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Wait a Minute, Did I Take My Meds?

May 18, 2014

"Wait a minute did I take my meds?" This is a question I often ask even if my pill box, mobile application, or friend says I have. Anxiety, nervousness, fear, and due diligence keep me on track to continue to the best of my ability to take my medications faithfully. For me the process of taking my three medications everyday at 9 am is an experience both with and without emotion. Every time I swallow my pills, I am reminded that HIV is living inside me.


What Motivates Me (Inside and Out)

According to the CDC, one in four people living with HIV have achieved viral suppression. In other words, three out of four people living with HIV in the United States have either not connected to care or do not adhere to their medication to achieve viral suppression (meaning they have a very low level of HIV in your blood). And while that doesn't mean I'm cured, by lowering the amount of virus in my body with medicines can keep me healthy, I am able to live longer, and significantly reduce chances of passing HIV on to others. To ensure that I have a great future is the motivating factor behind me staying focused on taking my medication as prescribed. I am proud that to I'm able to maintain my undetectable viral load while increasing my CD4 count/percentage. Seeing those lab results helps to show improvement and reward my diligence of staying on track.

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Many people may be surprised when I use rewards to treat my success of staying adherent. Giving myself a pat on the back in the form of something that I enjoy gives me a goal to work toward. I call myself a "cheatatarian," because I tend to often sneak out of my vegetarian diet. My love for chicken sandwiches and seafood is ridiculous; therefore, when I stay adherent without any issues for the month I reward myself by going to my favorite restaurant and having some of those foods (in moderation of course)!

A good physical, mental, spiritual, and organizational balance also helps me stay adherent to my HIV meds. Even with my busy schedule running Pozlifeofpatrick, going to school, and managing my professional duties, I always make personal quiet time. That "quiet time" might be playing my favorite game, training for my upcoming marathon, and video chatting with a friend or mentor. And while these activities aren't necessarily "quiet", the silence comes in being able to separate out the stressors of the blog, school, and work. This helps me slow down and take the time to focus on my medications.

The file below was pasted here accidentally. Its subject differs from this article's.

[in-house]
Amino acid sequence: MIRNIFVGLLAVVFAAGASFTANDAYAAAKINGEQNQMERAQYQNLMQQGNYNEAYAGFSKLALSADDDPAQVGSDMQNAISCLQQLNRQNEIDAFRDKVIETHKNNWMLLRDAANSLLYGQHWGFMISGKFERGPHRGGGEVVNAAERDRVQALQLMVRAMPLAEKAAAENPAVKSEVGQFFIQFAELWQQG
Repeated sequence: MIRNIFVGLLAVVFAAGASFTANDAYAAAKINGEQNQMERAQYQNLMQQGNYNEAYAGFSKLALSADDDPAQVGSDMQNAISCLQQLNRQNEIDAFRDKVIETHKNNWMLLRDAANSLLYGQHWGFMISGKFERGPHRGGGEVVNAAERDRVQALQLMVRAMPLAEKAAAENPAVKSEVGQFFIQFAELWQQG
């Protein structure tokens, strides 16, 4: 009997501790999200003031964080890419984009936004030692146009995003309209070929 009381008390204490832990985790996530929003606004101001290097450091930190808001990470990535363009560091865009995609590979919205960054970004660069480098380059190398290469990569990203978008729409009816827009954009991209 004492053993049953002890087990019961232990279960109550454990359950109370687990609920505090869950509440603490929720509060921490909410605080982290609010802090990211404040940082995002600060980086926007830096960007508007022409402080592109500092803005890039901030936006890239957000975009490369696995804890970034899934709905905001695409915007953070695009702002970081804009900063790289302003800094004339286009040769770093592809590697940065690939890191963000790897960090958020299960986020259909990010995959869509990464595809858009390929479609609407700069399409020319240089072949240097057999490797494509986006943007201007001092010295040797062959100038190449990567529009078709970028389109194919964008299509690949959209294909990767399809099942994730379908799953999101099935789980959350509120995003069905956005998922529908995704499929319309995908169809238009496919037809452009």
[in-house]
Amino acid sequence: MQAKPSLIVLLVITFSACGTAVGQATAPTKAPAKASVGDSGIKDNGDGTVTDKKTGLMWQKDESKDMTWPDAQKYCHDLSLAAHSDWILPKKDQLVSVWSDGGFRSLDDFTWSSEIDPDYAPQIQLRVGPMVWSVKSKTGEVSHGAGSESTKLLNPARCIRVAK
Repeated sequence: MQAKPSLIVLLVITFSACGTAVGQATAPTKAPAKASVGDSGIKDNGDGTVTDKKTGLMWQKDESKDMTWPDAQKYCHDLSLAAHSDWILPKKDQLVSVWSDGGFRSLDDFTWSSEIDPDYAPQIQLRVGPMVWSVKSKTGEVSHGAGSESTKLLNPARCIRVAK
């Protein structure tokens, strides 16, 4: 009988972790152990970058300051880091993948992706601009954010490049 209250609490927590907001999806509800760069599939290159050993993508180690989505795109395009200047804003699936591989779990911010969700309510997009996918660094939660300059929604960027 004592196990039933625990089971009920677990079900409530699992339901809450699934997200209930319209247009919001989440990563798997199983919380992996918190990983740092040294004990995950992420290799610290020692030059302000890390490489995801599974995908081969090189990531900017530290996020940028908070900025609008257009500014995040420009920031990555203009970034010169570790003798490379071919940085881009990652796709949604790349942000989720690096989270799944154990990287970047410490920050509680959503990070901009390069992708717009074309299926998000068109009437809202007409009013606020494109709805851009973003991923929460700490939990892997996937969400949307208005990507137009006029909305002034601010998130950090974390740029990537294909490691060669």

Helpful Tools (Online and Off)

Tools like pillboxes and mobile applications can also help to remind people to take their medications. Personally, I use Care4Today which alerts me to take my meds and helps me chart my adherence. When I am out of town, it reminds me on east coast time (and even asks me to change the time zone). But the feature I find most helpful, is that it notifies providers or family members if I have not taken my medication. There are many online tools and applications like Care4Today,including pill monitor, TheBody.com's personal reminder service, and RxmindMe that have similar functions. All can be helpful for people who need a reminder or that will check in with a support person when/if you miss a day. Offline, I take extra care to ensure that I have my HIV medication located in my bag that I take everywhere (in a nice discreet carrier). This helps me just in case if I am in a rush and totaly forget about my medications.

Finding out what motivates you to stay adherent, along with a system that fits with your lifestyle, is the key. If you are living

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This article was provided by TheBody.com.
 
See Also
6 Reasons Why People Skip Their HIV Meds
Word on the Street: Advice on Adhering to HIV Treatment
More Personal Accounts of Staying Adherent to HIV/AIDS Medications
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Patrick Ingram

Patrick Ingram

Patrick is a gay African-American male who is living with HIV. Patrick was diagnosed December 1, 2011 (World AIDS Day). Never the kind of individual to accept defeat, he has worked hard to spread awareness, education, resources and support to his community. By using his blog, his YouTube channel, and working alongside the Northern Virginia Gay Men's Health Collaborative and the Fredericksburg Area HIV AIDS Support Services (FAHASS), Patrick has worked hard to empower youth and people of color to know their HIV status and take steps to continue to care for themselves (positive or negative).


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Other Articles and Videos by Patrick:

My Letter to HIV: A Letter From Patrick Ingram

Day One With HIV: "A Shadow Came Over My Head" (Videos)

What About Black LGBT Pride?

My Greatest Fears


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